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UN Security Council Resolution 1325 (Women, Peace and Security)

Volume 570: debated on Monday 18 November 2013

I wish to inform the House that the Foreign and Commonwealth Office, together with the Department for International Development and the Ministry of Defence, is today publishing the third and final annual review of the UK Government national action plan (NAP) on UN Security Council resolution 1325 on women, peace and security (“UNSCR 1325”). The national action plan is intended to strengthen our ability to reduce the impact of conflict on women and girls, and to promote their inclusion in conflict resolution. It provides a framework for incorporating the provisions of UN Security Council resolutions on women, peace and security into the Government’s work on conflict prevention.

Over the last three years (2010-13), the UK Government have made progress on the commitments in the national action plan across the four pillars of UNSCR 1325: participation; prevention; protection; and relief and recovery. We have worked nationally, bilaterally with other countries, and through multilateral organisations and fora.

Women have a key role to play in decision-making, in the aftermath of violent conflict. It is essential that peace negotiations provide for the active participation, perspectives and needs of both men and women. Promoting and supporting women’s active and meaningful participation in all peace processes, as well as their representation in formal and informal decision-making at all levels, is vital to international peace and security. In this context, we welcome the adoption of UN Security Council resolution 2122 on 18 October, which reaffirms the integral role women play in peace processes. Incorporating gender perspectives into our conflict-prevention efforts has been an increasingly important focus of our efforts. The UK recognises that long-term conflict prevention requires investment in all perspectives. Women’s participation can provide a more comprehensive understanding of the causes of and alternative solutions to violent conflict. In Afghanistan, the UK’s support to the Tawanmandi programme, aimed at building the capacity of Afghan civil society, has as a main element support for women’s contribution to communities, including the empowerment of women through local peace councils in 16 projects across the country.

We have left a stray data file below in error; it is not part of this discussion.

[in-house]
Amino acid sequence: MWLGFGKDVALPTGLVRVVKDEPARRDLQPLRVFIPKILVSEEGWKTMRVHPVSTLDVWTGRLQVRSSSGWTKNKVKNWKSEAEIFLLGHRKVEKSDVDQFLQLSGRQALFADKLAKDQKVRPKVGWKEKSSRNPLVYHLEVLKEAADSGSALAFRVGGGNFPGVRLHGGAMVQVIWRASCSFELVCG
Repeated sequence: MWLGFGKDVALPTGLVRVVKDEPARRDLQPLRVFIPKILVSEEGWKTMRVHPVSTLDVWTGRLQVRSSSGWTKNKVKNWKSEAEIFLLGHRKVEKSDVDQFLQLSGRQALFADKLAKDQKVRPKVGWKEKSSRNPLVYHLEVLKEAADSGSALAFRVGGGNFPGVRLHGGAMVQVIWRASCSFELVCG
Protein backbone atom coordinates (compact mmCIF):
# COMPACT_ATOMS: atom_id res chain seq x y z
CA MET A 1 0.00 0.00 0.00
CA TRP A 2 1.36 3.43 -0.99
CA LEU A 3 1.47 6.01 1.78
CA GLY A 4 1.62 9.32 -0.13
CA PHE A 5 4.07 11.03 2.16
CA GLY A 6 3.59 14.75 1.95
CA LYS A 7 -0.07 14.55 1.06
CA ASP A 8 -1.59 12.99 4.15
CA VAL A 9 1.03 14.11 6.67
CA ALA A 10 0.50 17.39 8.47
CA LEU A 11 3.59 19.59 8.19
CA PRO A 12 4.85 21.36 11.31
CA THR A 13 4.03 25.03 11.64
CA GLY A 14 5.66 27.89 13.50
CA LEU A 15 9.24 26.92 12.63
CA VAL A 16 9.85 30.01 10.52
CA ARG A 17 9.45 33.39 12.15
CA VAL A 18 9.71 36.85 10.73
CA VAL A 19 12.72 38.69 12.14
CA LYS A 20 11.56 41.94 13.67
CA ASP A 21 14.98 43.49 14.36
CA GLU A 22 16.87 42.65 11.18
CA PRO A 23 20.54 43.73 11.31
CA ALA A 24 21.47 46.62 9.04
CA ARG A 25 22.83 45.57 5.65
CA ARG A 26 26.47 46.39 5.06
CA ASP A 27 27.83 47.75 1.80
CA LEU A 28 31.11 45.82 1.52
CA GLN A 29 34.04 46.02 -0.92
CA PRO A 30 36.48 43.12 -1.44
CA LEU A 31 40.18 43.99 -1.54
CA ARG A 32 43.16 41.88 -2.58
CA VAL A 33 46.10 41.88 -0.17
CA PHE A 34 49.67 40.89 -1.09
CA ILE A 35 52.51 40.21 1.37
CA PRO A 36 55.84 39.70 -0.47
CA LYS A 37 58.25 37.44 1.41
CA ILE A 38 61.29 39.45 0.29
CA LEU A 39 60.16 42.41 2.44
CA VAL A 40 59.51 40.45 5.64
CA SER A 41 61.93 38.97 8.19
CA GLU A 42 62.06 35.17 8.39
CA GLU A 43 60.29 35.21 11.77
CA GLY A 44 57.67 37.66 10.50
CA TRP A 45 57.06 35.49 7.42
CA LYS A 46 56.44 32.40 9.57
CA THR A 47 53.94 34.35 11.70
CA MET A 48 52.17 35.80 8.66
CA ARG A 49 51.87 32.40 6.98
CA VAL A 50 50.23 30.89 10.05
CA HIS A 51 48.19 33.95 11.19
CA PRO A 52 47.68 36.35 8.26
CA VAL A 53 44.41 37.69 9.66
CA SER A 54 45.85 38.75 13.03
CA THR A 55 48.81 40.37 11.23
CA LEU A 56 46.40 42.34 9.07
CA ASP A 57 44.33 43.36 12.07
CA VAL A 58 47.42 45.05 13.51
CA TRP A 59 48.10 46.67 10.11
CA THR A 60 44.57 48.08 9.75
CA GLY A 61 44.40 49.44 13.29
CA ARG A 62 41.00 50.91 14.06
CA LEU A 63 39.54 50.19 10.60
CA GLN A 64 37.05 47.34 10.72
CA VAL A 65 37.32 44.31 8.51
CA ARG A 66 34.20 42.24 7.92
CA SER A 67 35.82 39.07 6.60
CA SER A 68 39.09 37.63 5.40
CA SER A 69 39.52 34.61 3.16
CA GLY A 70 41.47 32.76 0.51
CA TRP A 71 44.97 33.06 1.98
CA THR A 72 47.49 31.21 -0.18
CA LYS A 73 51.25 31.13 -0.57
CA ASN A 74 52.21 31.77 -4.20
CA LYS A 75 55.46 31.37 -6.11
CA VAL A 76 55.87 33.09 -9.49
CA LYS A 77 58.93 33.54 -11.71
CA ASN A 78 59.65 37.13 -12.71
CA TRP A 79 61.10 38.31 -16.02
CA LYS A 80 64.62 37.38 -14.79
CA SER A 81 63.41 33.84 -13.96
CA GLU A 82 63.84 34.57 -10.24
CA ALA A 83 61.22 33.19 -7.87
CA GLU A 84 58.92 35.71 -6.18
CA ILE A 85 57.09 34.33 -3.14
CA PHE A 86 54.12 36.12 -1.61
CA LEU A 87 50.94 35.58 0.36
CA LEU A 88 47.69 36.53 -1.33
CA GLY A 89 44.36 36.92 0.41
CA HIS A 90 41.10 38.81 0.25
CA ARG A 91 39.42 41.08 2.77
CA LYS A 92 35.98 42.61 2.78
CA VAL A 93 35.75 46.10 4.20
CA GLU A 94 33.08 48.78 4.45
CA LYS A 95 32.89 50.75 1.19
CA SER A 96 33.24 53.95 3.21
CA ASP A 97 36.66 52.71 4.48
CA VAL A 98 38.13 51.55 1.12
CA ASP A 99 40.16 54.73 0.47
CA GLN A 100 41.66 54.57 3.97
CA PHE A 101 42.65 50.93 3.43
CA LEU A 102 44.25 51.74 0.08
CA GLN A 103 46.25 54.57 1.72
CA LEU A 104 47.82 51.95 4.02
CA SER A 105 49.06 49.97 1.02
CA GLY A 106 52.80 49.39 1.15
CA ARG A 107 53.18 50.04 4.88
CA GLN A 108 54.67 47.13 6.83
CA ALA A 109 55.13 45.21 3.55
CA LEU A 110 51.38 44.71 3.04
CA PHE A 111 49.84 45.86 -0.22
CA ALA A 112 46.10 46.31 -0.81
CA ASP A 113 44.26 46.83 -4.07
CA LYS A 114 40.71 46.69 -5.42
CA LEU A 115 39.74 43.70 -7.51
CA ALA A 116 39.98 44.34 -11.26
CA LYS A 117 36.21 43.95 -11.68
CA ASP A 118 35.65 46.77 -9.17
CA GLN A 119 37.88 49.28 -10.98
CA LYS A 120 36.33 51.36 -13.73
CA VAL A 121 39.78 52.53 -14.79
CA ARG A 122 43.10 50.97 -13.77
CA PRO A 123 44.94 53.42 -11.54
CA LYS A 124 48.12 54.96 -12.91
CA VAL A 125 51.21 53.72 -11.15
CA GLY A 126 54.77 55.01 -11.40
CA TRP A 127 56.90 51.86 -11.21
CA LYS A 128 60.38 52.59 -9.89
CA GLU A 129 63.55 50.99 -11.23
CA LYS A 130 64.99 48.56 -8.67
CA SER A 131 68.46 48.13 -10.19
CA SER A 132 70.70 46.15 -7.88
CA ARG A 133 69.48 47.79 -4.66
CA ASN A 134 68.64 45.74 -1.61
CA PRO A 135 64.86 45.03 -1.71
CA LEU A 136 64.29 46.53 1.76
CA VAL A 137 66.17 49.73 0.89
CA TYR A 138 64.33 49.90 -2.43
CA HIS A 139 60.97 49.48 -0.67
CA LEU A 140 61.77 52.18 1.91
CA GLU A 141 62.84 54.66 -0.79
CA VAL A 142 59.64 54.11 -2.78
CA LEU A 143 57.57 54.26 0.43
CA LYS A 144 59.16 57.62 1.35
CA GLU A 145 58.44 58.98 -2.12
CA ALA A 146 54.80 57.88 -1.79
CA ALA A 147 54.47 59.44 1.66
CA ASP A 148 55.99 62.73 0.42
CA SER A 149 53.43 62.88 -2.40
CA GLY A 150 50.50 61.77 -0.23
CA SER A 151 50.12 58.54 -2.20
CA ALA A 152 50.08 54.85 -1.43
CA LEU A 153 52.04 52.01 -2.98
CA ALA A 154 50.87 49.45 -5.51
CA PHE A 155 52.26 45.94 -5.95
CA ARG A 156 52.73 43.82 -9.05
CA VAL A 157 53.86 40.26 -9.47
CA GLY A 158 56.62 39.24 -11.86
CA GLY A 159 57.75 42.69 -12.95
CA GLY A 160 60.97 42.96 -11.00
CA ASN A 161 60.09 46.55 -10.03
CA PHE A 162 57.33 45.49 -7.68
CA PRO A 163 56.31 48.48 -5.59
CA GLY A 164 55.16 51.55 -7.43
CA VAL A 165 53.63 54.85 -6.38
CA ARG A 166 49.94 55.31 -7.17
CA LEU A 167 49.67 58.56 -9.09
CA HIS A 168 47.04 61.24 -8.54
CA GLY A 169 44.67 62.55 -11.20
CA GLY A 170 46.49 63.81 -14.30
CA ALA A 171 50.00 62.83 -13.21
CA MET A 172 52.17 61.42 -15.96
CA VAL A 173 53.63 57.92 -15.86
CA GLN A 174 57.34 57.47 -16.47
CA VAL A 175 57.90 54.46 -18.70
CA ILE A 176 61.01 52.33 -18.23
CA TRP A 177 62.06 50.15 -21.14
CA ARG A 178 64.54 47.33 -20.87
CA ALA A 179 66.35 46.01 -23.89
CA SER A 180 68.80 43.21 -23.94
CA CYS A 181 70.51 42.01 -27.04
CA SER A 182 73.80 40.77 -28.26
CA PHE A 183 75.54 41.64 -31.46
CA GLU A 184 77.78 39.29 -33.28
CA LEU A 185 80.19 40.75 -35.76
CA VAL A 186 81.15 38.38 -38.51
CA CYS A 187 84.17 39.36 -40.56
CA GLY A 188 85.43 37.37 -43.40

Securing the physical safety, mental and economic well-being of women and girls is essential to the UK’s women, peace and security efforts. Investing in women’s empowerment helps build gender equality, eradicate poverty and promote inclusive economic growth. Women make enormous contributions to economies, whether in businesses, or as entrepreneurs or employees. In the Democratic Republic of the Congo, the UK is providing £60 million between 2010 and 2014 for the sector and police action programme, which works to build political will and institutional capacity to prevent and respond to violence against women and girls in the security and justice sector.

We recognise the necessity of ensuring relief needs specific to women and girls are met, and that special attention is paid to the most vulnerable, including displaced women and girls as well as survivors of gender-based violence. We support women’s activities in relief and recovery efforts, including providing women with equal access to livelihoods activities. For example, in Nepal, the UK has contributed to a United Nations Population Fund (UNFPA) programme which has helped build a rehabilitation programme for women and girls linked with awareness building activities on reproductive health, women’s rights and civic responsibility.